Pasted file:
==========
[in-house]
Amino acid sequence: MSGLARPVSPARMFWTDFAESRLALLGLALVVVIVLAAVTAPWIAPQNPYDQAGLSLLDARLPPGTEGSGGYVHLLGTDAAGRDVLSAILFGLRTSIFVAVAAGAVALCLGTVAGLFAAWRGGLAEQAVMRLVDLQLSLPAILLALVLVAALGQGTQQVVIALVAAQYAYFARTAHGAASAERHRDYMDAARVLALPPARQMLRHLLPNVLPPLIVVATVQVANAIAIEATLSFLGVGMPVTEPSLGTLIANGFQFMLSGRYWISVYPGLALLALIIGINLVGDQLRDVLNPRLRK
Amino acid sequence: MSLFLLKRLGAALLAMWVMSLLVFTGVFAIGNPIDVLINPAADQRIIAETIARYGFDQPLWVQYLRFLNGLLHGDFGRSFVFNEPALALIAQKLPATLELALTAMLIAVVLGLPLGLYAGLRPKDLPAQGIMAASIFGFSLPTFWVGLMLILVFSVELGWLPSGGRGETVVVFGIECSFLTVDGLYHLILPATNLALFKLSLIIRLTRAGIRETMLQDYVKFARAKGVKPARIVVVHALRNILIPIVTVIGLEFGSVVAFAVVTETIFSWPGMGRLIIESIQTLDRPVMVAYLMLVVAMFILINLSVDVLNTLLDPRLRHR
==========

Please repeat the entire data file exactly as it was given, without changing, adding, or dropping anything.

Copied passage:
[in-house]
Amino acid sequence: MSGLARPVSPARMFWTDFAESRLALLGLALVVVIVLAAVTAPWIAPQNPYDQAGLSLLDARLPPGTEGSGGYVHLLGTDAAGRDVLSAILFGLRTSIFVAVAAGAVALCLGTVAGLFAAWRGGLAEQAVMRLVDLQLSLPAILLALVLVAALGQGTQQVVIALVAAQYAYFARTAHGAASAERHRDYMDAARVLALPPARQMLRHLLPNVLPPLIVVATVQVANAIAIEATLSFLGVGMPVTEPSLGTLIANGFQFMLSGRYWISVYPGLALLALIIGINLVGDQLRDVLNPRLRK
Amino acid sequence: MSLFLLKRLGAALLAMWVMSLLVFTGVFAIGNPIDVLINPAADQRIIAETIARYGFDQPLWVQYLRFLNGLLHGDFGRSFVFNEPALALIAQKLPATLELALTAMLIAVVLGLPLGLYAGLRPKDLPAQGIMAASIFGFSLPTFWVGLMLILVFSVELGWLPSGGRGETVVVFGIECSFLTVDGLYHLILPATNLALFKLSLIIRLTRAGIRETMLQDYVKFARAKGVKPARIVVVHALRNILIPIVTVIGLEFGSVVAFAVVTETIFSWPGMGRLIIESIQTLDRPVMVAYLMLVVAMFILINLSVDVLNTLLDPRLRHR